Scrum Without a Product Owner (Mission: Impossible?)

Some situations are not prescribed in the Scrum Guide, but they still happen.


You are a Scrum Master or a Developer in a Scrum Team, and, for one reason or another, the team has been left without a person for the Product Owner accountability.

While this is a rare situation, it is not impossible (for reasons we will discuss later in this post). What should you and your team members do if you find yourself in it?

The long answer short is to establish continuity and do everything you can to help your team—and your organization—fill the gap until a new Product Owner is found.

Make it clear that a Product Owner is needed ASAP:

With the help of the Scrum Master, the team must make it clear to everyone in the decision chain that a Product Owner is non-negotiable. 

Doing so not only puts pressure on the organization, the healthy kind, to resolve the gap in talent and accountability, but also sets important expectations for the structure of and roles on the Scrum Team.

Consider elevating someone from the Scrum Team for the role:

It may make sense for a Developer on the team to become the Product Owner on data products and platform products, where the work requires domain understanding and a certain level of technical know-how.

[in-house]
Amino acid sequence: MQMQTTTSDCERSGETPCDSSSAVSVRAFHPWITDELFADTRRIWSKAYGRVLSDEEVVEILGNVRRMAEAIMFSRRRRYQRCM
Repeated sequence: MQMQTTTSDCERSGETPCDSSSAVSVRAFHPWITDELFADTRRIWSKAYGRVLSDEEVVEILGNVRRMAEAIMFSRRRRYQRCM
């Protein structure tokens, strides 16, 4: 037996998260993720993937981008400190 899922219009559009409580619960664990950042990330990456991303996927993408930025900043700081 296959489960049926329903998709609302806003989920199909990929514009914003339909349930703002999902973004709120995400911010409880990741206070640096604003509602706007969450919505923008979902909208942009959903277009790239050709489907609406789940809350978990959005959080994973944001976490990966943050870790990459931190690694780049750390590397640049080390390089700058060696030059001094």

Scrum Teams with a Business Analyst onboard will naturally view them as an interim replacement—or potential successor—to the person who previously wore the Product Owner hat.

While this can be the right move, it is important to realize that the analyst will have a learning curve and need acceptance and support from the team’s members.

If a Product Owner will be hired from the outside, involve select members of the Scrum Team in their selection:

Suppose no existing Scrum Team member has the qualifications or the ambition to take on the accountability of the Product Owner. In that case, the organization will naturally try to hire someone from the outside.

It is best if HR involves one or two senior Scrum Team members in setting job expectations and selecting external candidates to ensure that an informed selection is made.

Do a Backlog Refinement and sort the work by criticality:

With the Scrum Team temporarily without a Product Owner, it is up to the team and its members to refine the Product Backlog and arrange the items on it in an order that maximizes the value of their work.

Refining the backlog to distinguish between “must-do,” “should-do,” and “could-do” product backlog items and ensuring that all team members have the same understanding of those items can be very useful.

Agree on a mechanism for prioritizing the Product Backlog:

The Scrum Team must agree on a mechanism for deciding what work is moved from the Product Backlog to the Sprint Backlogs and how priority is assigned to the work items it plans for in a Sprint.

Knowing that this is an unusual and far from ideal situation, there is no right or wrong way to do this: it can be done through dialogue and general consensus at the Sprint Planning events as well as through a more formalized voting mechanism.

Keep the focus on organizational/customer value: